A One Health status on surveillance, outbreak investigation and action plans for Campylobacter in Denmark

Channie Kahl Petersen*, Gudrun Sandø, Marianne Sandberg, Alessandro Foddai, Abbey Olssen, Luise Müller, Guido Benedetti, Katrine Grimstrup Joensen

*Corresponding author for this work

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In Denmark, between 3,740 and 5,389 human Campylobacter cases have been registered yearly in the past five years (See Table A1). In 2022, the number of registered Campylobacter cases was 5,142, 28% of which were travel-related. Since 2019, a subset of human samples (around 10-15%) have been sent routinely to Statens Serum Institut for subtyping by whole genome sequencing in order to detect clusters and outbreaks. Figure 5.1 shows the number of domestic cases from 2018 to 2022, the proportion of cases in clusters, and clusters with a food match.
In 2022, the threshold for investigation of clusters was changed to examine genetic clusters of human cases down to five cases. This was done to gain further knowledge of their aetiology. Since this surveillance setup only captures the tip of the iceberg, it is estimated that whenever a cluster of five cases is detected, this covers an outbreak of a least 40-50 cases.
From 2018 to 2022, 62 genetic clusters were detected with five C. jejuni cases or more constituting 32% (849 / 2,683) of the sequenced human isolates. Twenty-six clusters comprised ten or more cases constituting 23% (618 / 2,683) of the sequenced human isolates. The largest cluster contained 124 cases (spanning 2018-2022) and was described in Anonymous 2020 [1].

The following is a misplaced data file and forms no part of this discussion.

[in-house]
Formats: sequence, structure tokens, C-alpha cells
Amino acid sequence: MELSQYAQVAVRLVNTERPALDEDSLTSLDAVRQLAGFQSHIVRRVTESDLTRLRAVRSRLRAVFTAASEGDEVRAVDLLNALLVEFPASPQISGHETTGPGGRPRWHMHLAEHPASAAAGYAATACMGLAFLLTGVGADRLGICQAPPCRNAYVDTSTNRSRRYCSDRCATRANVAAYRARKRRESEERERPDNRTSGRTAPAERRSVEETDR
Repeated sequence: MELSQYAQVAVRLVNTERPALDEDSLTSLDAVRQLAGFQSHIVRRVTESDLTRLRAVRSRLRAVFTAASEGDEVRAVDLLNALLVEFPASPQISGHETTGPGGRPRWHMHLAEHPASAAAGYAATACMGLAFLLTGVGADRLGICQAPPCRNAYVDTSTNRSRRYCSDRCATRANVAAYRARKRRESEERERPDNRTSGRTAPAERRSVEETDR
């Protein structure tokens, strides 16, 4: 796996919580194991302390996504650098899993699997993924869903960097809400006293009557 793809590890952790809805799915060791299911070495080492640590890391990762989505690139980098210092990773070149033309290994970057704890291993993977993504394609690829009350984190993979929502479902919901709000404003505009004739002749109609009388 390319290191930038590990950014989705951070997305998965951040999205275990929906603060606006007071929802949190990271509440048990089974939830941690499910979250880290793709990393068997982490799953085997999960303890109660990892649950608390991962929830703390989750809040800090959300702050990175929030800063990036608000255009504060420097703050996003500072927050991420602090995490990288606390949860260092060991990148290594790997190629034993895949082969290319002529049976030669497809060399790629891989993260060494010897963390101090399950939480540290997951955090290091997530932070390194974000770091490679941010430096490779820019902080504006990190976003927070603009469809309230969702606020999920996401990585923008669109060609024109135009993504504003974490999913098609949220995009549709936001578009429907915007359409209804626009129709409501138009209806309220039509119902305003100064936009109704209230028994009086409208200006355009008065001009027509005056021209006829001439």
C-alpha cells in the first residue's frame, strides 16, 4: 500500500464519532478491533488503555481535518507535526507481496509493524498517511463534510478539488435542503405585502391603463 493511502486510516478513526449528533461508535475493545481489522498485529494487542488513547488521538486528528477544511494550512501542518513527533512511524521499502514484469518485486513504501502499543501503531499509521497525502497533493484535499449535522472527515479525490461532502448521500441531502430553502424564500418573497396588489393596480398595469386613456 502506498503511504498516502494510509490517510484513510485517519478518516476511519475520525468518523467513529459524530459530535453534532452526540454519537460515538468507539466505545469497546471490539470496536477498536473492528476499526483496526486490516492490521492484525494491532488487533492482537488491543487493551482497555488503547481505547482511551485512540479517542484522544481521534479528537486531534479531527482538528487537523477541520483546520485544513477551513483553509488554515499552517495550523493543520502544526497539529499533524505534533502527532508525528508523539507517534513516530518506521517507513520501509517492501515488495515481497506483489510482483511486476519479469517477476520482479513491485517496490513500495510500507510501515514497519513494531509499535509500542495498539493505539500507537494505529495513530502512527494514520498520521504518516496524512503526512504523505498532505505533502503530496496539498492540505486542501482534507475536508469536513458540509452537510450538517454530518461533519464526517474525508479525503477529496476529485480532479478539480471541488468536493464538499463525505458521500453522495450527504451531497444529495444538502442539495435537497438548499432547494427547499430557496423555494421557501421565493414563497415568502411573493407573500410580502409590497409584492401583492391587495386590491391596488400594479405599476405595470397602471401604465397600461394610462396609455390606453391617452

In 2022, nineteen genetic clusters with five or more cases were detected (Figure 5.2) comprising 26% (192 / 737) of the sequenced cases. For nine of these clusters a food match was detected within the same or the previous year. Food matches were linked to Danish produced chicken meat, except from one that was linked to imported chicken meat. In total, 25% (184 / 737) of the sequenced human isolates in 2022, was matched to a source.
Since chicken meat is consumed by the majority of the Danish population, and it is hard to remember brand or type of meat, the interviews of cases in the genetic clusters do not add much to the aetiology. The exception is point source outbreaks with a specific source e.g. the suspected milk outbreak in Bornholm in 2021 [2].
Original languageEnglish
Title of host publicationAnnual Report on Zoonoses in Denmark 2022
EditorsBrian Lassen, Abbey Olsen, Marianne Sandberg, Luise Müller, Mia Torpdahl, Channie Kahl Petersen
Number of pages5
Place of PublicationKgs. Lyngby
PublisherNational Food Institute, Technical University of Denmark
Publication date2023
Publication statusPublished - 2023
SeriesAnnual Report on Zoonoses in Denmark


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